The Fritz Chapel

by Brian Peters

Soon within my tapestry along the rutted road
He sat down on a river rock and turned into a toad
It seemed that he had fallen into someone's wicked spell
And I wept to see him suffer, though I didn't know him well

As I watched in sorrow, there suddenly appeared
A figure gray and ghostly beneath a flowing beard
In times of deepest darkness, I've seen him dressed in black
Now my tapestry's unravelling; he's come to take me back
He's come to take me back

--Carole King, "Tapestry" from the album Tapestry.

I have seen Great Faith, and I deeply admire it. That may seem strange, since I'd be the first to confess that I don't have it. It's the work of a lifetime, I think, although it isn't measured by years, and isn't automatic at any age. Worse still, I'm certain that I can't entirely define Great Faith. Like Justice Potter Stewart's much parodied remarks about obscenity, I know Great Faith when I see it, and far more often, I know when what I'm seeing falls short of that mark. I know, for example, that flying airplanes into the side of buildings is not Great Faith.

We think of faith as immutably tied to religion, but that really isn't true. Certainly, religion and faith in a God or gods are fundamentally connected, to the extent that religion without that faith is hollow and absurd. But many parts of our lives, and especially our interactions with others, would be equally hollow without faith. Faith tells us that morning follows even the darkest night; faith tells us that the help we give a suffering fellow human is its own reward; faith tells us that living our lives makes a difference -- even if it's only a small difference. Without these, and countless other bits of faith we don't often consider, humans would vanish from the planet.

Faith is a construct, and each of us craft our own structure of faith from the world around us. But faith can also mislead. For many Americans, "attacks do not easily cross oceans" has been a matter of faith, even as we dutifully spoke of the "global village" and were periodically startled at how small the world had become.

Fritz ChapelI went to visit the Fritz Chapel, a small monument to faith from a time when the world was much larger. It isn't a grand structure -- the fact is, your home may have larger closets -- but it has a beauty and sincerity that larger monuments sometimes lack. You aren't likely to stumble upon it by accident. It's north of Bellevue, Iowa, two miles off U.S. highway 51; two miles of winding, gravelled farm road off the highway, to be precise. I saw it again on an early fall day, a few trees just starting to turn, the sun working hard to boost the temperatures past jacket weather, the cows in the field across the valley faintly mourning the end of forever summer. It's a simple structure -- thick limestone walls open at one end, roof trusses carved of a single block of walnut, painted white picket fence about it. I didn't come to worship, but to reflect. But here's the thing that struck me, from the plaque beside it:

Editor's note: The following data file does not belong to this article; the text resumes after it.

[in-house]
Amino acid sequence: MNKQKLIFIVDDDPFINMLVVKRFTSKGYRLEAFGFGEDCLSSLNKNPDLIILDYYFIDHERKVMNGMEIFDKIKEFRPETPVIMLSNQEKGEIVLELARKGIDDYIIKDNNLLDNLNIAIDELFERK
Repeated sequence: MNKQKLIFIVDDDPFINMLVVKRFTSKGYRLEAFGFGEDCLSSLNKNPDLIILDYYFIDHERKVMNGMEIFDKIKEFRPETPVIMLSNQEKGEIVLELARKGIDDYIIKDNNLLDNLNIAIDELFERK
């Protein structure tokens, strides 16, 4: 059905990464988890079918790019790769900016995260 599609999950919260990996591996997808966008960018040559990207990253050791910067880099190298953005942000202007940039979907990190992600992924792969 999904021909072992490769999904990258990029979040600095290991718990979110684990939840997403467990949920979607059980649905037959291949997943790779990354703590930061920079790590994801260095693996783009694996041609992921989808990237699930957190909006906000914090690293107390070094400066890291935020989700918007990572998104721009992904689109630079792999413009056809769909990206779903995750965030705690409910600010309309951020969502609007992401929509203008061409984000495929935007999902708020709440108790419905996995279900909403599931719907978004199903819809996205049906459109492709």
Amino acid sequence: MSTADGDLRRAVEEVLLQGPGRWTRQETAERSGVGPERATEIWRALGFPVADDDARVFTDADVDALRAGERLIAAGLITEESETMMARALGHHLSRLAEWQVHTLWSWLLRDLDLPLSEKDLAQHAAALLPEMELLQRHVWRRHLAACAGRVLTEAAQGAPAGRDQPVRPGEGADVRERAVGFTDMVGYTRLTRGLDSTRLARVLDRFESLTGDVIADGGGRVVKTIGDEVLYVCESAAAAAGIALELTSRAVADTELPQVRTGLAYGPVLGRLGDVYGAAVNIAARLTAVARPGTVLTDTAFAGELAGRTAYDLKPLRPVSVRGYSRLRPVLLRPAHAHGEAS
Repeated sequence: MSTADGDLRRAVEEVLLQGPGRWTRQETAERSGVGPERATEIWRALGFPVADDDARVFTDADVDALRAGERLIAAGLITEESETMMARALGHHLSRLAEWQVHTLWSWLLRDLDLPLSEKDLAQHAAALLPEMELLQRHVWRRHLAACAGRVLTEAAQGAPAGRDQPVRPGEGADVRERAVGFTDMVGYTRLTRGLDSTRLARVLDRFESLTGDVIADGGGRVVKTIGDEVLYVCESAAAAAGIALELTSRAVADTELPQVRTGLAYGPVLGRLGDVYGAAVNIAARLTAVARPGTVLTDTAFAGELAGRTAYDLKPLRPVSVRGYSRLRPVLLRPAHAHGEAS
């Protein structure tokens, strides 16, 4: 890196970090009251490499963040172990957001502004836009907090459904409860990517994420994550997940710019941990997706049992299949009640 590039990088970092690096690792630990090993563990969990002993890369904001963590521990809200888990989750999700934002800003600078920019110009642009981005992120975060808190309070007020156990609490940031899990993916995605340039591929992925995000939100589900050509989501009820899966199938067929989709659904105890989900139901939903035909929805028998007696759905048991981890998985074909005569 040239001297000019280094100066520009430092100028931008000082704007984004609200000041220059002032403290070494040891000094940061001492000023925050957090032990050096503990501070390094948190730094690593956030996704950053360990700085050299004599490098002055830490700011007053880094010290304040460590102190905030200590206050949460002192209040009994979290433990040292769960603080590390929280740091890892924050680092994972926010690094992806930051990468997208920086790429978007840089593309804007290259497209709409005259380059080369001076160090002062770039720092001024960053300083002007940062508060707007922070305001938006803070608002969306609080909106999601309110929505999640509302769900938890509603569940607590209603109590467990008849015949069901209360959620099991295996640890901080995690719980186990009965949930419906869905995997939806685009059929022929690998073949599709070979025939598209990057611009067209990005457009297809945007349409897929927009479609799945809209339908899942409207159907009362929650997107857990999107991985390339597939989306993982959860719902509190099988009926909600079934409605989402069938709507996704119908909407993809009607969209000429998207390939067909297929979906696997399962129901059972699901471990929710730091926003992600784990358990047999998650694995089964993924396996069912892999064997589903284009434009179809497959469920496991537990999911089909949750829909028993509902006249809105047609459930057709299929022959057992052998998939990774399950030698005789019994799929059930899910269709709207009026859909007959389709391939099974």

In the mid 1800's Mathias Fritz, his wife Marie Forrett and their 6 children left Luxembourg for the United States. Their ship completed the arduous passage in 42 days.

Imagine, 42 days in the cramped hold of a wooden ship powered only by the wind. 42 days. That's a journey of faith, indeed.

A frightening thing can happen when a part of our structure of faith is revealed as unsound -- we can perceive the whole structure as having crumbled. If attacks are possible here, perhaps everything we believe in -- everything we thought we were living for -- is meaningless. Perhaps, but I doubt that.

There is a characteristic of that Great Faith I'm so miserably unable to define, which I think applies here. Universally when I have seen it, persons of Great Faith lead what might be called examined lives. For them, faith is not a finished thing, a matter revealed and never again questioned; it is an everyday exercise, a structure stripped of sharp edges and flaws by constant, searching examination. For them, the tapestry unravelling cannot be a crisis, because the embellishment of the tapestry was never their faith. I do not think that all of us, or even most of us, can become persons of Great Faith, but we can all lead more examined lives, and the tragedy of September 11, and its aftermath, makes clear how important that is.

There is another thing that Great Faith is not; it is not the adrenaline rush of revelation. We also heavily associate revelation with religion -- the life-changing act of conversion, the thrill of ecstatic worship, Saul on the road to Damascus in the Christian Bible -- but like faith, revelation permeates our lives. It's the rush of a mystery solved, the satisfaction of a puzzle completed, the triumph of a concept grasped, that moment when after great struggle we realize, I know. It can be used for great good; without it, teaching would be nearly impossible. But it can also be used for great evil: enslaving the open-minded in cults, finding witches among friends and neighbors, fueling the Inquisition, driving the Crusades, using crowded passenger airplanes as weapons of mass destruction. And it is not Great Faith, but a cruel and deluded misdirection of faith.

I can't say if Mathias, or Marie, or their children, were persons of Great Faith, and I don't suppose it matters. Because their 42 day ocean journey, and Mathias' beautiful chapel, remind me that there is still a considerable lot that human faith can do.

©2001 by Brian Peters

Brian lives precariously between a river and the great midwestern prairie on the low-rent side of a limestone bluff.

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